How to do a content audit

Posted by on Mar 12, 2012 in content management, content strategy | 0 comments

What exactly is a content audit, anyway?

There are two distinct activities called “content audits:”

  • inventory and assessment of Web content in preparation for a redesign or CMS; this article primarily focuses on this.
  • inventory and assessment of all content in preparation for a unified content strategy; the information contained in this article is relevant to this larger-scale content audit, but it is not complete.

(In addition to these, there are other definitions not relevant to this discussion: inventory and assessment of files on an individual computer to uncover viruses, inappropriate material, etc., or of newspaper articles to ensure fairness/objectivity/diversity in topics, reports, POV, conclusions.)

Synonyms

A content audit is sometimes known as a content assessment or content inventory, and sometimes there is a distinction between the cataloging of all content and the evaluation of content. (To quote user experience expert Christina Wodtke, an inventory is “what’s there” and an assessment is “is it any damn good?”) No matter what the label, there needs to be both a cataloging and an assessment done for the content; often, the assessment is done a bit later.

Why do a content audit?

Only after uncovering the full scope of what exists can you begin to evaluate it, see patterns, learn the processes.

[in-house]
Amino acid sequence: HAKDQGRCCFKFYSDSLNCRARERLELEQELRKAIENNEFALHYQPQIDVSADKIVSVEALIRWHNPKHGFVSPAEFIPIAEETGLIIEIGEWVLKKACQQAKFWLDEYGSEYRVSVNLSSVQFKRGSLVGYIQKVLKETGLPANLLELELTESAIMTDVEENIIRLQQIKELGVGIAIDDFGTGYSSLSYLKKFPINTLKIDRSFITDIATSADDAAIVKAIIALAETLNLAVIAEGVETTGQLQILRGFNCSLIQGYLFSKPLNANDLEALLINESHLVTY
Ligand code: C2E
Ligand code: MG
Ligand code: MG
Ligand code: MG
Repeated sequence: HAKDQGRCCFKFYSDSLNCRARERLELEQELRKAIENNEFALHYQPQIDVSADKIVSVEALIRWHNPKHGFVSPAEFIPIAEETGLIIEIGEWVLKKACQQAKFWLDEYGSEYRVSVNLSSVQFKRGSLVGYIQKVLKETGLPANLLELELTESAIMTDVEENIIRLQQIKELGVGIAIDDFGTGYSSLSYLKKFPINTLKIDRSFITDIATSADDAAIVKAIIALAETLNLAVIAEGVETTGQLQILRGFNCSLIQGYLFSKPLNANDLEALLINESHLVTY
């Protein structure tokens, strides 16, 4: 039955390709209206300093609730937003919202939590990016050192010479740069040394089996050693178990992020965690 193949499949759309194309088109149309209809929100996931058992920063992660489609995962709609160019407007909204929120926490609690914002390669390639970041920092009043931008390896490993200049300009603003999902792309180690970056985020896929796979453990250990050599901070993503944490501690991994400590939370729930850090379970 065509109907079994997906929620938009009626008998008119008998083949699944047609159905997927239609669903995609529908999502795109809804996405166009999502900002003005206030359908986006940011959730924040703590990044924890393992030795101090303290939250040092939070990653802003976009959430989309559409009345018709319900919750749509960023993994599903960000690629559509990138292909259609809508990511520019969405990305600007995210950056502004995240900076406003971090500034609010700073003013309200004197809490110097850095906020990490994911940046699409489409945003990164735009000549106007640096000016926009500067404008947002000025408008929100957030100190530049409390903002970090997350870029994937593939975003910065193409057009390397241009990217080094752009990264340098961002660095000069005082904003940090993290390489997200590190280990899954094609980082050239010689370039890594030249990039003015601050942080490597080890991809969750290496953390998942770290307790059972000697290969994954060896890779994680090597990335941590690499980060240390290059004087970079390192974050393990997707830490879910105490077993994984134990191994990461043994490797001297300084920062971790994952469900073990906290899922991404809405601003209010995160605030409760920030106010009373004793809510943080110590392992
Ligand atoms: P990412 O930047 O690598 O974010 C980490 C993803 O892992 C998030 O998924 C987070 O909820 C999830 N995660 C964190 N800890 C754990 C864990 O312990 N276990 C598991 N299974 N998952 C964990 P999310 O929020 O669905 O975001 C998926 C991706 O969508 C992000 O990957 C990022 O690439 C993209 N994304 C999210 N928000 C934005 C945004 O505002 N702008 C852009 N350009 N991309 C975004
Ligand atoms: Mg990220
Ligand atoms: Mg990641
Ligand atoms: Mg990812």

When in the process should you do a content audit?

As early as possible; this should be one of the first undertakings in a project.

How do you audit content?

(Not a fun task, but there’s no substitute for what it can teach you!)

Examine everything piece by piece, as thoroughly and quickly as possible. Capture in a spreadsheet or database. Each row represents one Web page or piece of content; columns represent the attributes of the content; this is what changes the most depending on the particular project and scope.

Look at every piece of content only once, if at all possible – therefore, you’ll have to know the scope well before you begin. (Even so, it’s likely that you’ll have to redo some after the first group.)

Audit tips

  • Start with highest levels of the site before delving into the details. Try to set terminology for values that will go in the evaluation columns (type, condition, etc.).
  • Make an offline copy of the site, so you can conduct the audit from home, while traveling, etc.
  • Be careful when ordering columns in Excel: If you change the order of cells in one column, the other columns don’t reorder themselves unless you select all columns and then select data > sort.

Sanity tips

  • Get a second monitor – preferably a large one (saves about 25% time over a single smaller screen).
  • Automate for efficiency and to avoid repetitive stress injury.Get a mouse with many programmable buttons or use keyboard shortcuts, e.g.: alt-Tab switches between windows, ctrl-Tab selects browser’s URL bar.)
  • Stretch regularly and take regular breaks – for sanity, to save your eyes, save alertness.
  • Tune out distractions with headphones and music.

Tips adapted from Peter Van Dijk and Noel Franus.

Does all the content need to be audited, or can enough be gleaned from a representative sample? How do you choose a good enough sample?